On this question of yours, sir, perhaps I may add something about this fear that somebody in the public could be wrongly accused of anything. As a professional forensic toxicologist for 23 years, I can assure you that.... Mr. Ménard started this line of questioning, and we never got to finish the third step, which was the lab.
If a person had smoked marijuana, but the police officer DRE did not suspect that category being marijuana, or cannabis, the lab, if they happen to find residual marijuana metabolites—breakdown products in the urine—cannot support anything just by the sheer findings. What I am saying is that the observation of impairment, the symptomatology, the clinical symptoms, and the corroboration in the lab by very highly specialized instruments all have to fall in line. So it is not every incidental finding of a pharmaceutical preparation or an illicit preparation; it has to be consistent completely with the physical symptomatology that was observed by the DRE.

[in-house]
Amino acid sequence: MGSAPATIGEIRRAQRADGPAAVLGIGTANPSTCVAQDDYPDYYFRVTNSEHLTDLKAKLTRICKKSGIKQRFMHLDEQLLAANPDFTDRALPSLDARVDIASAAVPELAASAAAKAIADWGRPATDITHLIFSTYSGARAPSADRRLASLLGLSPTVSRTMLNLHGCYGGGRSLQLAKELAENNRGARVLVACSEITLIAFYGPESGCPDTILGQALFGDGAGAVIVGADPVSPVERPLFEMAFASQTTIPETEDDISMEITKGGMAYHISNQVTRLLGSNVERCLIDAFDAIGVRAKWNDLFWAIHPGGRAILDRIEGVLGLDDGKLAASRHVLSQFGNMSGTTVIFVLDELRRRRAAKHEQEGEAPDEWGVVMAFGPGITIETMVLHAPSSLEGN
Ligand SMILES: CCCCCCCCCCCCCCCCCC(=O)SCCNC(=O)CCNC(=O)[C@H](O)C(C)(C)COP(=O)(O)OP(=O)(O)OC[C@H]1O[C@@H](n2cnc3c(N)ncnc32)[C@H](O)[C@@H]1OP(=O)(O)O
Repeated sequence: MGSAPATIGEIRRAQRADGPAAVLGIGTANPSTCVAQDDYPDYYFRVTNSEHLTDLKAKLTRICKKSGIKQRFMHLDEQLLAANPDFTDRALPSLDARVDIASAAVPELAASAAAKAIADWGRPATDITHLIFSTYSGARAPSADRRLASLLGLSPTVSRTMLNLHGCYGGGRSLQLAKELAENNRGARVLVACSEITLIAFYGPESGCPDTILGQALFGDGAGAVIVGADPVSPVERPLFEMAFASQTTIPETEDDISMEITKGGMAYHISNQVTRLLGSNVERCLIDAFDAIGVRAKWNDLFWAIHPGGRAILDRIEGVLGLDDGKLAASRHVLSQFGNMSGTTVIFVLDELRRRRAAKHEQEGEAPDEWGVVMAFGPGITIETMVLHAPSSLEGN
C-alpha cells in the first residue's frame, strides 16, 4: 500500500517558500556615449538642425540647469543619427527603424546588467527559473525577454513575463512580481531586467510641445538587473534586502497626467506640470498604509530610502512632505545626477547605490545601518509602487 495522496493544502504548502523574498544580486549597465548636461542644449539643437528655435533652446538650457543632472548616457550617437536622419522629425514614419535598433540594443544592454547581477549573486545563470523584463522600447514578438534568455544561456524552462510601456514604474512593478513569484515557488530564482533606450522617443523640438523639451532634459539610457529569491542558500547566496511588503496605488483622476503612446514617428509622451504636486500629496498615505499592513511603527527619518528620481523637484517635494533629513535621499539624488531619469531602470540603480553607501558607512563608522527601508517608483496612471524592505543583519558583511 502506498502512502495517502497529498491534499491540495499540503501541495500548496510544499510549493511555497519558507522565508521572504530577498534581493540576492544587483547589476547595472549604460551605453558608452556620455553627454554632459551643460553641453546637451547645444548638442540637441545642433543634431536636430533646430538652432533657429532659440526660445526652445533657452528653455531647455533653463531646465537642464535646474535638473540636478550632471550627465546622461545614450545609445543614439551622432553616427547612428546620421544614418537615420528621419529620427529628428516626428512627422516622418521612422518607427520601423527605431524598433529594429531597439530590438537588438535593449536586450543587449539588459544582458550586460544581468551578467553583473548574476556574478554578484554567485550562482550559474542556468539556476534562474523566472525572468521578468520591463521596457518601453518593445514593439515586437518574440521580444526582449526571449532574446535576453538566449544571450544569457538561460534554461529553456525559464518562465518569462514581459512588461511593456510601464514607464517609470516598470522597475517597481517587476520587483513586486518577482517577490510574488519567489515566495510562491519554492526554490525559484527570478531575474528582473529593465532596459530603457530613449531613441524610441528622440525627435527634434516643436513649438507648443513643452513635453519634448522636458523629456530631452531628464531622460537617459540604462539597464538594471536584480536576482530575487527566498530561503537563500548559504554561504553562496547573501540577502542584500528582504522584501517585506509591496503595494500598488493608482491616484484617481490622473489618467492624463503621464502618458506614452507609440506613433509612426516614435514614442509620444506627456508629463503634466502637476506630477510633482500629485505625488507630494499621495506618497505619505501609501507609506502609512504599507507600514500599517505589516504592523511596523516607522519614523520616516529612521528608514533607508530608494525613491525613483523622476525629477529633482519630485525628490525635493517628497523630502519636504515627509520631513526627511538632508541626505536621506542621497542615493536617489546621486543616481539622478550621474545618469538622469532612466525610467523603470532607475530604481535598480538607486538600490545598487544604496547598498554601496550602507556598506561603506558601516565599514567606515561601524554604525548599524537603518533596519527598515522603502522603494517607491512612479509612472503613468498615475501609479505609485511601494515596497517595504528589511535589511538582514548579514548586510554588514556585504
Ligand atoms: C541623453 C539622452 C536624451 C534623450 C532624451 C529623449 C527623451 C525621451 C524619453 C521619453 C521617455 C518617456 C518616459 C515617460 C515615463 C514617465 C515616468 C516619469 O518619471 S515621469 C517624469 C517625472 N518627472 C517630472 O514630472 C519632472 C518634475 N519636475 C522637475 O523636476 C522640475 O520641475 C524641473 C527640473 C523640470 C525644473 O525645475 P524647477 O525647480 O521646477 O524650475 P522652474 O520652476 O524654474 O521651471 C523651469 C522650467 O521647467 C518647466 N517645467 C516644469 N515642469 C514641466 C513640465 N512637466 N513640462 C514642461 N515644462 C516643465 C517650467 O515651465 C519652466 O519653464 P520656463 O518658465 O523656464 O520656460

There was a concern, Mr. Ménard, and I just want to assure you that it's not because we can find everything under the sky that is a cause for impairment. The lab is only corroborating what is observation. It may not be as strong as what you're wishing for, sir, but I can tell you that we don't go beyond simply supporting or refuting the findings put to us at the lab.